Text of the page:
Wednesday, April 2, 2008

Wise Parenting

I have been a parent now for almost seven years, and I consider myself still to be a rookie at this. Yes, my husband and I have navigated the baby, toddler, and preschool terrain, but we know nothing of what is to come beyond age six. I have always prayed that God would help me to do this mothering thing well and to allow my children to grow up relatively unscathed by my mistakes. He has been faithful to send a handful of wise women into my life who are a few steps ahead of me and are willing to share what they've learned. One of these dear women is our pastor's wife, Deb. She was kind enough to share with us at our MOPS meeting last week. She and her husband have a three year old son, whom they adopted from Mexico and two grown girls, both of whom have genuine hearts for Christ and who "let His light shine" in their lives.
I scribbled furiously as she talked with us, and I want to share some of these nuggets of parenting wisdom with you. The outline that I type here does not include all of the wonderful stories and examples she gave us from her own mothering experience, but I pray that it will still be a blessing and a help to some of you.

1. Be a student of your child rather than a passive observer.
-Discover their learing style.
-Discover how they respond to discipline. (This may change as they grow and develop.)
-Figure out their personality type.
-Figure out their besetting sin (the sin they struggle most with). Ask God to reveal that to you.
2. Be proactive rather than reactive. (Be purposeful in your parenting. Come up with a plan. Think about what you're doing and why you're doing it.)
3. Live it out - Don't shout it out! (Live what you want your kids to be. They will be you when they grow up, so work on your own spiritual walk. Remember - more is caught than taught.)
4. Discipline attitude not action. Attach an attitude to the action: Was this action disobedience, dishonor, etc.? Or was it merely a childish behavior with no sinful attitude attached? (ex. having permission to play baseball in backyard and accidentally breaking a window with the ball)
Psalm 119:9-11; Prov. 4:23; Luke 6:45 - Attitude is born in the heart.
5. Train your kids' conscience rather than just enforce rules. Guard their eyes. We are the gatekeepers of what goes in. Without our censorship the conscience quickly dulls. We want them to keep a sensitive conscience. Their relationship with God motivates them. ("God is happy when you..." or "God is sad when you...")
Develop a non-negotiable reality where there are consequences to actions.
Encourage quiet - an invaluable tool in their spiritual growth. (Ps. 37:7; Ps. 46:10)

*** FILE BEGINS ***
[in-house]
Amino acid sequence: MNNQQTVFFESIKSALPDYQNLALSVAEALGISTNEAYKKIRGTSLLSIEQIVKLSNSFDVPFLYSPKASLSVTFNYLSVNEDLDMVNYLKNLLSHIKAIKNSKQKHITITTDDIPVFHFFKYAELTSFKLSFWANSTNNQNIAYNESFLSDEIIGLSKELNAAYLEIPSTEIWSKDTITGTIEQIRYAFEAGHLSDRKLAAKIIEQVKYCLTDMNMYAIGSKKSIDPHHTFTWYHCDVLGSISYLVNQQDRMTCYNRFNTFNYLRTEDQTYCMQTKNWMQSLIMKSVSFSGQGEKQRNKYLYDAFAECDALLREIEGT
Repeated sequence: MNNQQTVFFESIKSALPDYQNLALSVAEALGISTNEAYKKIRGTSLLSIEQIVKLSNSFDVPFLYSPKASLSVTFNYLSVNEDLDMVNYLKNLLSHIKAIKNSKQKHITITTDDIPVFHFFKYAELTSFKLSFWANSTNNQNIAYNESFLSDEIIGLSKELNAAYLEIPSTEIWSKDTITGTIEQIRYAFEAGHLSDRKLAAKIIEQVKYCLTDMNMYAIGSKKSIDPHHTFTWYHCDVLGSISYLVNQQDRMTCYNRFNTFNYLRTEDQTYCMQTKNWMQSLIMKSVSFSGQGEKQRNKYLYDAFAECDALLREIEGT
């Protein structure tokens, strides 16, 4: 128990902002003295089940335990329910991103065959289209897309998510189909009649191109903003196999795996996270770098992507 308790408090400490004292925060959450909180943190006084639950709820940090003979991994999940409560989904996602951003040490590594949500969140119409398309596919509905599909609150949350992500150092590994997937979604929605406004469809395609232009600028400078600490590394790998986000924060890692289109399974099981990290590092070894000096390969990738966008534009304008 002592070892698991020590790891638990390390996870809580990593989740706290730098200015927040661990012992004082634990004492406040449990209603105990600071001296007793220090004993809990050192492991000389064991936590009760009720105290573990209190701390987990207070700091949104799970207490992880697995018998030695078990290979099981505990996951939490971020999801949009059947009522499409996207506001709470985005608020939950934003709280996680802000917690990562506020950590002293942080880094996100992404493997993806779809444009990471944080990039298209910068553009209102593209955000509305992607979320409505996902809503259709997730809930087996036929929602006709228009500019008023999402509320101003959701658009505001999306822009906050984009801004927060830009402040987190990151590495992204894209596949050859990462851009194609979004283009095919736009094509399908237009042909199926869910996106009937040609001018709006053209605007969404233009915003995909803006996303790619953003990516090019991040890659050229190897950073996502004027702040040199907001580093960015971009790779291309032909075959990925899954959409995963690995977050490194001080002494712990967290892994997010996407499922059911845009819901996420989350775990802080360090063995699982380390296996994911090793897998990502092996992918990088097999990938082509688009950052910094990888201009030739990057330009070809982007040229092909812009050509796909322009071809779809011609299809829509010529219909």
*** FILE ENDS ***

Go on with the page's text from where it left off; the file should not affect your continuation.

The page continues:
6. Train your kids to think rather than tell them what to think.
-Develop convictions - use life as a teaching tool.
-Give them explanations - tell them why it's displeasing to God/what the consequences of that sin are.
7. Share your own spiritual walk with your kids.
-Admit when you're upset, sad, frustrated. Say you're sorry when you're wrong. (Be the lead repenter.)
-Encourage questions - especially spiritual questions. Spiritual curiosity is great! Open up conversations about God. It's O.K. to admit if you don't know the answer. You can find the answer together.
8. Train your kids to take responsibility for their faith rather than just waiting for it to happen. (When they sin, have them ask forgiveness. Around age 4 or 5, they should also ask God for forgiveness. This nudges them to take responsibility for their relationship with God.) The meaing of repent: "Be sorry for the sin. Hate it, and stop it!"
9. Use positive and negative reinforcement. Praise, praise, praise them when they make good choices. Set them up with opportunities to succeed. Use mercy and grace.
10. Teach them Bible stories and the basics of the faith. Don't just assume they'll get it at church. Bring out the life lessons in the Bible stories.
11. Teach your kids conflict resolution NOW instead of using one-way communication with them (i.e. "I will tell you what to do and you WILL respond.")Teach them to respect others, and model it in my own relationships with them and others. Teach them to say "I forgive you."
Remember, as a Mom, I was not born perfect. I do not have the right to push my children's buttons. Give your kids permission to say to you, "When you say something or ask something of me in that way, it makes me want to sin."
12. Parent with the end in mind!

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